As a result of the land-grabbing I described above a significant part of agricultural land in Hungary is now concentrated in the hands of a small number of individuals and interest groups. The astonishingly high concentration characterising both access to land and agricultural subsidies has been publicised by the site www.farmsubsidy.org. A quick browse reveals that the three largest agricultural interest groups received an astonishing 10 billion HUF (app. €35 million) in subsidies in 2011. The website also shows that one of these (Boly Ltd., belonging to OTP Bank President and CEO Sándor Csányi) received the second largest direct agricultural subsidy in the EU since 2008: an amount of €15,549,278.
Large land proprietors employ only one-sixth of agricultural workers. While they extract approximately 500 billion HUF (€1,75 billion) annually from the agricultural sector, they only minimally engage in value-added commodity production and leave behind an excessive ecological footprint. Moreover, the half a dozen large landowners who (as the land lease tenders clearly show) control the country’s agriculture can more easily evade taxation, as revealed by the case of Mr. Csányi, who according to media reports channels significant portions of this income into Singapore, a well-known tax haven. It is because of these reasons that I see the current trends and structures as unsustainable from an environmental, economic and social point of view.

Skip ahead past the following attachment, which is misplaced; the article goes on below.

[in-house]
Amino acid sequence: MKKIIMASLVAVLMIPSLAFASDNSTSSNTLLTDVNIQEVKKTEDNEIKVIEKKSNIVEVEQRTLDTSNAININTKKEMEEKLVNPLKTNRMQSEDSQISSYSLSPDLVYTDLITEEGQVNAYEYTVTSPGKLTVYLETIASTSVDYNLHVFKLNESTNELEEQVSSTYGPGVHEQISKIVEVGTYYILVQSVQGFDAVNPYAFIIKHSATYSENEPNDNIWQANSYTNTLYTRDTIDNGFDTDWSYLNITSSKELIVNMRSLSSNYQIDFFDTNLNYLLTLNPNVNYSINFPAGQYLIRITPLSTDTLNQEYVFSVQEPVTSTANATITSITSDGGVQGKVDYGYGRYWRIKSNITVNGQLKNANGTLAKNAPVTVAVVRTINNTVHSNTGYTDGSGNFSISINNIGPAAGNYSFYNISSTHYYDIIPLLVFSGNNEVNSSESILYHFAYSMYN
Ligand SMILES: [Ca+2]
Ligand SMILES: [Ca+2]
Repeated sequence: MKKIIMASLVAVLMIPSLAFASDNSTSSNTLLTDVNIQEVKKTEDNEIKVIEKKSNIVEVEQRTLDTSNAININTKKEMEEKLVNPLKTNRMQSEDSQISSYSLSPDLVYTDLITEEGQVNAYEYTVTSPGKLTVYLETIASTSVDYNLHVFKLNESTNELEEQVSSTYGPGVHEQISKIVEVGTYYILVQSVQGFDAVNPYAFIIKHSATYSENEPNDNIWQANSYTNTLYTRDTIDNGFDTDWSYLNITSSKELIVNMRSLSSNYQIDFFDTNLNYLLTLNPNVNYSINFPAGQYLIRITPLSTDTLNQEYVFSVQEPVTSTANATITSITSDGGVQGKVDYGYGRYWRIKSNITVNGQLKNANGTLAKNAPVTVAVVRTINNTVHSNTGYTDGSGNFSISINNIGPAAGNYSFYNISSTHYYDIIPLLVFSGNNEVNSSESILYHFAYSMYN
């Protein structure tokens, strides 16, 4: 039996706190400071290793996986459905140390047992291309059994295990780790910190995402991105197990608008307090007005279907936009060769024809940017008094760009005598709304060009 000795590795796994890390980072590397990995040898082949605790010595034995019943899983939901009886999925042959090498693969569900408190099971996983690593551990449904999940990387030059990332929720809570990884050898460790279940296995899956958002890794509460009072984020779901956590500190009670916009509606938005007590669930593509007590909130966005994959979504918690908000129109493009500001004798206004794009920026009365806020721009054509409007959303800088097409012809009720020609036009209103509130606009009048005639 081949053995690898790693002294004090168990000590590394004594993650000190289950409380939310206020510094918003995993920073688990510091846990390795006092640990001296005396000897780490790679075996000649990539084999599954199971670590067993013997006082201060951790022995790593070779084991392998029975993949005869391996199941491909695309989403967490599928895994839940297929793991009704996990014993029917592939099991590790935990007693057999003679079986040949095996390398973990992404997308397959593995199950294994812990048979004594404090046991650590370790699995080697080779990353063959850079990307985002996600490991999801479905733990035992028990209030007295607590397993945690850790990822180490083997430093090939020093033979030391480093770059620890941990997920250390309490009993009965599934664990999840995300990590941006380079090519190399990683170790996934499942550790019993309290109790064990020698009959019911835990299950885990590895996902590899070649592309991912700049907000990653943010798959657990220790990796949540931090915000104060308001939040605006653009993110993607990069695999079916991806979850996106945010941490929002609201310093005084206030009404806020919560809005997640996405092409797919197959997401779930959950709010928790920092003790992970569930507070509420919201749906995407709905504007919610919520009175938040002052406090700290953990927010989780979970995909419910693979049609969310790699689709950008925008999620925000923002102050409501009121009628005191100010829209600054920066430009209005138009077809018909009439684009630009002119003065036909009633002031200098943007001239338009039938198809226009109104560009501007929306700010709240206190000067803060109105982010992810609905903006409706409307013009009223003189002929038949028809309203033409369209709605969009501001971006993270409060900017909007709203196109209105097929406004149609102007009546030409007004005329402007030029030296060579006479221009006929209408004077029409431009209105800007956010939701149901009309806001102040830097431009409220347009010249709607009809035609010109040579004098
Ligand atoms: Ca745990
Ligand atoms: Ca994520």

A growing resistance
At present it is difficult to respond with optimism to the question regarding the chances of an ecologically and socially sustainable agriculture in Hungary. Along with 141 environmental and conservation NGOs, farmers associations with pro-government affiliations have signed a position paper that urges, among other demands, acceptance of the amendments of PM (Dialogue for Hungary) and making the land law, presently favouring large estates, more sustainable. Though the debate on the new law is still under way the prospects are rather dim. The present proposal could only be safeguarded from the influence of oligarchs if the majority of the proposed amendments will be adopted – the chances of which are limited in light of parliamentary mathematics and the governing parties’ well-documented reticence to change their stance in response to grassroots concerns. Nonetheless, the Hungarian government has got itself into a situation where it will have to fight on two fronts. While small-scale producers will continue to push for the protection of their livelihoods, large land owners will criticise the government on the grounds that the land law under construction could ruin large estates (and that this will also hurt the government because agricultural exports will decline). While this collision of interests was unavoidable from the start the government could have avoided the current tensions (and retained its credibility) if it had used its two-thirds majority to draw up an implementable strategy rather than silently boycotting the reforms proposed by József Ángyán.
The fact that the farmers started to organise and that cracks are beginning to appear in the formerly monolithic block of the right-wing ruling parties are encouraging signs. As delegates of PM – Dialogue for Hungary, our job is to stand up for the interests of the family farmers and ecological principles. The battle can only be won if the support of the public is secured – for this, however, we need even those whose income is not dependent on agriculture to understand what the stakes are: the security of the food supply, the sustainability of the countryside, and thus the future of the whole country.